The Rangers and Cardinals have not discussed the possibility of trading top shortstop prospect Jurickson Profar for top outfield prospect Oscar Taveras, Derrick Goold of the St. Louis Post-Dispatch reports. A trade of the two teams' No. 1 prospects would make a great deal of sense in terms of those teams' needs, but it would be tough to pull off. "The Cardinals need a shortstop. The Rangers need an outfielder. The answer is there for both for years to come," one American League official tells Goold. "You just can’t do it. You can’t be the guy who is wrong if one works out and becomes a star as expected and the other doesn’t. Then you’re the new Brock-for-Broglio guy."
Nonetheless, it's a tantalizing trade idea. Deals centered around two highly-touted youngsters happen very rarely, but they're exciting when they do. The Rays' trade of Delmon Young, Brendan Harris and Jason Pridie to Minnesota for Matt Garza, Jason Bartlett and Eduardo Morlan is one of the few recent examples. In any case, it doesn't sound like the Profar-for-Taveras deal is in the offing. "[T]he reality is we have just gotten to the point we wanted with our farm system — with more elite talent back and set to contribute to the major-league club," says Cardinals GM John Mozeliak. "I’m not in the mood to start breaking it up."
Should this deal happen, though? In Profar, the Cardinals would get a long-term answer at shortstop, where they're currently starting Pete Kozma. Meanwhile, the Rangers would acquire a premium hitting prospect at a position that isn't shortstop, where they have Elvis Andrus signed to a long-term deal.
Profar and Taveras are too valuable for positional need to be the most important variable when considering a trade. After all, an injury easily could clear a spot for either player in his current organization, and positional logjams tend to resolve themselves over time. The Cardinals could deal an outfielder, or lose one to injury. The Rangers could eventually move Ian Kinsler to first. Before trading Profar or Taveras, you would need to be confident the other was the better player. Taveras has had the better hitting numbers, but Profar is younger and plays the tougher defensive position. Scouts love both of them, comparing Profar to Barry Larkin and Taveras to Vladimir Guerrero.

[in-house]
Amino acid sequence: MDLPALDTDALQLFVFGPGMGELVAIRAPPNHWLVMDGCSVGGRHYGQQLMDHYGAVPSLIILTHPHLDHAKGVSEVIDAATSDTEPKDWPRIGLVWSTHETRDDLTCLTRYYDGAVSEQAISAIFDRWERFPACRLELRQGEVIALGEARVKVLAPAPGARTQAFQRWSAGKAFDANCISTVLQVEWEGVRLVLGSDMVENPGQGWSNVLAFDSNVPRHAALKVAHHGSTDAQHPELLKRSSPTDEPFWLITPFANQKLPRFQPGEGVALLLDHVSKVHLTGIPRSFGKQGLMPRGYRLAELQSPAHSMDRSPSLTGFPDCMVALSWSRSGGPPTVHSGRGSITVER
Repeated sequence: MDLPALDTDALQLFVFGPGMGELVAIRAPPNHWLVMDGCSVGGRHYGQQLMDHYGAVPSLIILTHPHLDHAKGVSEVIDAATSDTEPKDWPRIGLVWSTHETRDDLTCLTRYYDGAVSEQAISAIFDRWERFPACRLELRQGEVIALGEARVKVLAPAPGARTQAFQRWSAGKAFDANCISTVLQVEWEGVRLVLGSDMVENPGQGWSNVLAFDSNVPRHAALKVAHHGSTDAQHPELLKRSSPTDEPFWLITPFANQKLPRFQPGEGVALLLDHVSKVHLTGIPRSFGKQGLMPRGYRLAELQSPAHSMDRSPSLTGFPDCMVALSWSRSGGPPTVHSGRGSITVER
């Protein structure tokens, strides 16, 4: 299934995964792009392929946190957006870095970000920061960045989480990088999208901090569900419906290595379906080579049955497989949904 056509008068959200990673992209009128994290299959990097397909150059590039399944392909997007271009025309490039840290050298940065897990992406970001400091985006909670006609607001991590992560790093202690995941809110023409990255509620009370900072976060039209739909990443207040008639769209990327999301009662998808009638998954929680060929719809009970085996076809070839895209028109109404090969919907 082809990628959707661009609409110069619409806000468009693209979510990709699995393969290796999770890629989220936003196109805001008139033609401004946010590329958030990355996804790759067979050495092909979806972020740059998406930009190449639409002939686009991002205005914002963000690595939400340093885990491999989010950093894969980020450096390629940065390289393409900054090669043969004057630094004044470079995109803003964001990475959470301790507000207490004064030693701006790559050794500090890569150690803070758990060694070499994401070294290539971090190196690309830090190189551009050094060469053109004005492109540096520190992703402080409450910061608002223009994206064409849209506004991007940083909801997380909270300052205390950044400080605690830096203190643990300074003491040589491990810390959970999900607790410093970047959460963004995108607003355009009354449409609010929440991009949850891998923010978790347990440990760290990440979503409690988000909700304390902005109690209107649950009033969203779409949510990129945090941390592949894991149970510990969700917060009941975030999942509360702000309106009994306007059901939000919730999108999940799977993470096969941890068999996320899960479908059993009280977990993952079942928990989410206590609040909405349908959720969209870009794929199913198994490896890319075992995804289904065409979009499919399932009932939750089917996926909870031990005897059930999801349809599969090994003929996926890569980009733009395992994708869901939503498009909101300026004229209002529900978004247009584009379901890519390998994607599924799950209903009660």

Let's consider the deal from the Rangers' perspective. If you were Rangers GM Jon Daniels, would you trade Profar for Oscar Taveras?
The Nationals have promoted third baseman Anthony Rendon and moved Ryan Zimmerman to the disabled list, the Washington Times' Amanda Comak reports. Rendon was fairly widely considered the top talent in the 2011 amateur draft, but he fell to the Nats at No. 6 due to concerns about his health. Those concerns have proven to be well-founded, as injuries have limited Rendon to fewer than 200 minor-league at bats since being drafted. Still, only four 2011 first-round draft picks (Trevor Bauer, Dylan Bundy, Jose Fernandez and Jackie Bradley, Jr.) beat Rendon to the majors.
With Rendon's promotion in mind, which top-ten pick from the 2011 draft do you think will have the most success in the majors? (The Marlins took Fernandez with the No. 14 overall pick, so he isn't an option here.) The 2011 top ten has so far been a mixed bag, combining some stellar performances with plenty of questions.
1. Gerrit Cole, Pirates. Cole has stayed healthy with the Bucs, and is now in Triple-A Indianapolis after pitching 132 innings at three levels in 2012, striking out around a batter per inning. His minor-league numbers have been good but not overwhelming, although his 100-MPH fastball and plus slider give him plenty of upside.